‘You! I told you you’re not getting in.’ The soldier strikes him, the man backs down.
‘I’ve been waiting here for hours, please, I’m going to faint.’
‘Learn how to stay in line or go back to the shit hole you came from.’
Before the Syrian war, Lebanon’s population was around 4 million. Overwhelmed by taking in 1.5 million Syrian refugees in the span of 5 years, on top of its already large population of Palestinian refugees, the Lebanese government passed laws requiring Syrian nationals to have at least US$1000 cash in hand (per person) plus a hotel booking to enter the country. This has caused massive bottlenecks of Syrians fleeing from war to get stuck at the border for days, with many refused entry and subjected to verbal and physical abuse. The poorest people, often the most affected by the conflict, will pay smugglers around US$200 with the hope of reaching the UN headquarters across the border, but it is not uncommon for the smugglers to lead them straight to the authorities instead. What used to be a quick, routine process has turned into a chaotic, humiliating ordeal for many.
‘You need to fill out an exit card,’ Abu Samer instructs. I stand there frozen.
‘Don’t worry! You can go straight through, no lines for Lebanese.’
I approach the entrance, flash my ID and go straight in. The border offices have designated queues for Lebanese, Syrian and foreign nationals. The queues for Lebanese nationals entering Syria are practically empty.
I fill out the exit card in my fifth grade Arabic handwriting.
Place of Birth: Damascus
I go to the queue and give the soldier my ID. He looks at it, then at me. ‘This picture is too old, it doesn’t look like you.’ He’s right – I haven’t been back for years.
‘My dad told me they don’t expire here,’ I attempt a Lebanese accent.
Before hitting puberty, I sported a mushroom bowl cut hairdo, and my Roman nose was yet to kick in; my soft features and soft voice led most people to assume I was a chubby little girl. The pink colour scheme of the Lebanese ID card coupled with an awkward photo of my younger, double-chinned self just added to this impression. To make matters worse, the card was damaged almost beyond repair. At boarding school as a sixteen-year-old, I decided to rebel against my parents by getting both an eyebrow and tragus ring – being a private international school, dress code prohibited such rebellious displays and the jewellery had to be stored in my wallet during school hours, resulting in dozens of deep dints and holes in the plastic card. I can’t believe I hadn’t anticipated this would be an issue.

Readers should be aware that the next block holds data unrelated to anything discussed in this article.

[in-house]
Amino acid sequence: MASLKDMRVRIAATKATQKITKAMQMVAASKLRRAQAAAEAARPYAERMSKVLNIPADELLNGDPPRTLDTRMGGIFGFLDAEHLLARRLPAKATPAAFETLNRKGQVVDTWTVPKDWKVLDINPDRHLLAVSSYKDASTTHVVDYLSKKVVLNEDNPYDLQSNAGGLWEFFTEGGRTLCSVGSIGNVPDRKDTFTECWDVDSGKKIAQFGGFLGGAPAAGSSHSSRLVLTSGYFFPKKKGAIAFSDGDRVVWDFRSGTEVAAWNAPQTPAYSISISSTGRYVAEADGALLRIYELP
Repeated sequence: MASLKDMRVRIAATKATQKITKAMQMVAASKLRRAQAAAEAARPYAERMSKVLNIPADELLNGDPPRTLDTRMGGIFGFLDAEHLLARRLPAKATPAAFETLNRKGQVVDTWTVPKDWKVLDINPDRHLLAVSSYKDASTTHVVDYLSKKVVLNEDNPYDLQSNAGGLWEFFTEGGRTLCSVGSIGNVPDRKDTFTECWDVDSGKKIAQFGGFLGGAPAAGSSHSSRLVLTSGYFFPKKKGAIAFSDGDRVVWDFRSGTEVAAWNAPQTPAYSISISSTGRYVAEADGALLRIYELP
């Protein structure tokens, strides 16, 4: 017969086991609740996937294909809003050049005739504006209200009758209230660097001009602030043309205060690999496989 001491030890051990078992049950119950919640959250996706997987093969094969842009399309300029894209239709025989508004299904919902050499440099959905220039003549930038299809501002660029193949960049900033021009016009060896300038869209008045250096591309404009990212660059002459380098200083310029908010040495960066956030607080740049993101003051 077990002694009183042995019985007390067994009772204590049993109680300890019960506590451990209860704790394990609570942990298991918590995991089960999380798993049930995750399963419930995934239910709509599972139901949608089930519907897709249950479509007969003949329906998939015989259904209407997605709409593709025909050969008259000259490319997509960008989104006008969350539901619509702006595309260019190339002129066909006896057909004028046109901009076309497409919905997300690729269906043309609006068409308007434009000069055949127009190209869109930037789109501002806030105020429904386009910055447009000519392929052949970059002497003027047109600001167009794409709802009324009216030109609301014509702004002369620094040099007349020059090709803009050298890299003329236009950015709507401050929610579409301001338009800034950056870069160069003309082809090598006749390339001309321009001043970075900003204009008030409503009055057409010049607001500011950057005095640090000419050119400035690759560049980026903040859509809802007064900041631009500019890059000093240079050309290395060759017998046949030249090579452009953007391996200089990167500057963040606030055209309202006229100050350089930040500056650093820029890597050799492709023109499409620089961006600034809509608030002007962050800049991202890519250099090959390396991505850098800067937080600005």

‘This won’t do,’ the soldier said. ‘Where’s your passport? They’ll give you problems on the other side.’
‘I didn’t bring my Lebanese passport.’ I had lost it.
He sighs, stamps the exit card and gives me my documents.
‘God with you.’
‘Merci kteer.’ I’m in and out in less than five minutes.
I was born in Damascus in 1989. My father, being Lebanese, registered my birth in Lebanon – but, being busy with the birth of his fifth child in seven years (typical Catholics) decided to send his cousin, George, to do the paperwork. Mother says George was illiterate. May he rest in peace.
A young Arab man travelling the world in this socio-political climate with dual, conflicting nationalities is not an ideal situation.
As a result, I have an incorrect birthdate on my Lebanese ID. A young Arab man travelling the world in this socio-political climate with dual, conflicting nationalities is not an ideal situation – adamant about the need to ‘fix’ my identity in 2015, I hounded my mother for weeks. She told me the story of how she confronted the Mayor of Beirut in order to have the issue resolved.
‘Mukhtar, how much will it cost to fix his birthdate?’
Mukhtar Baydoun was fat with beady eyes and thick glasses. His office was on the ground floor of Sodeco Square, a mixed residential/commercial complex in central Beirut. It was cramped and crowded with nowhere for anyone else but him to sit. He dwelt on the question for a solid fifteen seconds, moving his lower lip left to right ever so minutely, his eyes searching the ceiling.
‘Six hundred dollars. Two hundred for me, two hundred for the lawyer today. The rest when you get the papers.’
‘Okay,’ my mother said reluctantly. She had no choice, it was the only way to do things there.
‘And I want two kilos of Ghraoui chocolate liqueurs. I want the dark chocolate – the expensive, not the cheap one.’